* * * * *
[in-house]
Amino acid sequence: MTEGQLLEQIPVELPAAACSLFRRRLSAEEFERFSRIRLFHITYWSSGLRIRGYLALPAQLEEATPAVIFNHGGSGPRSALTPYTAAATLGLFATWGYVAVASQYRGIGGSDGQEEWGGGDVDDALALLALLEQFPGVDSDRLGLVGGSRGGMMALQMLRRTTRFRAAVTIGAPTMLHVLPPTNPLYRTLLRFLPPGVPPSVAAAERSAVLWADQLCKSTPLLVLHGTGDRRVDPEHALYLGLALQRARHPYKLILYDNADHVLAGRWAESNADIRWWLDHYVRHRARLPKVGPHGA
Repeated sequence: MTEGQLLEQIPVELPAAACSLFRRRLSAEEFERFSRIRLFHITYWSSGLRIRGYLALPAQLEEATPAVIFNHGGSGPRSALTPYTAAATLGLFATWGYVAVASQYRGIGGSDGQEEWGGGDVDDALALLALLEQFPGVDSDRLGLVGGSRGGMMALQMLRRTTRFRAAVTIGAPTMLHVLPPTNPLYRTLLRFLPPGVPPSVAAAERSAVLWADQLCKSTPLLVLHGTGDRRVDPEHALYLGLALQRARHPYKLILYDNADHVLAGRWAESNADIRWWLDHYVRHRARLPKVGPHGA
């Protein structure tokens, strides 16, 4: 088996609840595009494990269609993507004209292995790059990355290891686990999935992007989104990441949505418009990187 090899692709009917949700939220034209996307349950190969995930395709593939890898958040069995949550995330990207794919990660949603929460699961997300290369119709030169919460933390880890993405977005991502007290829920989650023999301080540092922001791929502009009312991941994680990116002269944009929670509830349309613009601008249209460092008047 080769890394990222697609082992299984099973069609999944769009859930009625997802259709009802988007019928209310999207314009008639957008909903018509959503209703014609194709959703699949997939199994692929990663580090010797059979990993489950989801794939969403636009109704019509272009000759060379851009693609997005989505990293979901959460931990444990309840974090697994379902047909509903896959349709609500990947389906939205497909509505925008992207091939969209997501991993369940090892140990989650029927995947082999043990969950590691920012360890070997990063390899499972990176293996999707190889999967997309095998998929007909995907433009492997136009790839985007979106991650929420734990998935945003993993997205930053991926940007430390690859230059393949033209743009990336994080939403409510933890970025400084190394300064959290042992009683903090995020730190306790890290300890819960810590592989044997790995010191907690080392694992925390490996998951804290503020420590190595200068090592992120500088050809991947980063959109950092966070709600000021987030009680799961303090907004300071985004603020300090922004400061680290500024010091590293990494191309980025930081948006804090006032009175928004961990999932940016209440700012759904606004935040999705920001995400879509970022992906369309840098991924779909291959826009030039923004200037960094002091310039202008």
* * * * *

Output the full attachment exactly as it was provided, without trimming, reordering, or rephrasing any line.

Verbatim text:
[in-house]
Amino acid sequence: MTEGQLLEQIPVELPAAACSLFRRRLSAEEFERFSRIRLFHITYWSSGLRIRGYLALPAQLEEATPAVIFNHGGSGPRSALTPYTAAATLGLFATWGYVAVASQYRGIGGSDGQEEWGGGDVDDALALLALLEQFPGVDSDRLGLVGGSRGGMMALQMLRRTTRFRAAVTIGAPTMLHVLPPTNPLYRTLLRFLPPGVPPSVAAAERSAVLWADQLCKSTPLLVLHGTGDRRVDPEHALYLGLALQRARHPYKLILYDNADHVLAGRWAESNADIRWWLDHYVRHRARLPKVGPHGA
Repeated sequence: MTEGQLLEQIPVELPAAACSLFRRRLSAEEFERFSRIRLFHITYWSSGLRIRGYLALPAQLEEATPAVIFNHGGSGPRSALTPYTAAATLGLFATWGYVAVASQYRGIGGSDGQEEWGGGDVDDALALLALLEQFPGVDSDRLGLVGGSRGGMMALQMLRRTTRFRAAVTIGAPTMLHVLPPTNPLYRTLLRFLPPGVPPSVAAAERSAVLWADQLCKSTPLLVLHGTGDRRVDPEHALYLGLALQRARHPYKLILYDNADHVLAGRWAESNADIRWWLDHYVRHRARLPKVGPHGA
């Protein structure tokens, strides 16, 4: 088996609840595009494990269609993507004209292995790059990355290891686990999935992007989104990441949505418009990187 090899692709009917949700939220034209996307349950190969995930395709593939890898958040069995949550995330990207794919990660949603929460699961997300290369119709030169919460933390880890993405977005991502007290829920989650023999301080540092922001791929502009009312991941994680990116002269944009929670509830349309613009601008249209460092008047 080769890394990222697609082992299984099973069609999944769009859930009625997802259709009802988007019928209310999207314009008639957008909903018509959503209703014609194709959703699949997939199994692929990663580090010797059979990993489950989801794939969403636009109704019509272009000759060379851009693609997005989505990293979901959460931990444990309840974090697994379902047909509903896959349709609500990947389906939205497909509505925008992207091939969209997501991993369940090892140990989650029927995947082999043990969950590691920012360890070997990063390899499972990176293996999707190889999967997309095998998929007909995907433009492997136009790839985007979106991650929420734990998935945003993993997205930053991926940007430390690859230059393949033209743009990336994080939403409510933890970025400084190394300064959290042992009683903090995020730190306790890290300890819960810590592989044997790995010191907690080392694992925390490996998951804290503020420590190595200068090592992120500088050809991947980063959109950092966070709600000021987030009680799961303090907004300071985004603020300090922004400061680290500024010091590293990494191309980025930081948006804090006032009175928004961990999932940016209440700012759904606004935040999705920001995400879509970022992906369309840098991924779909291959826009030039923004200037960094002091310039202008």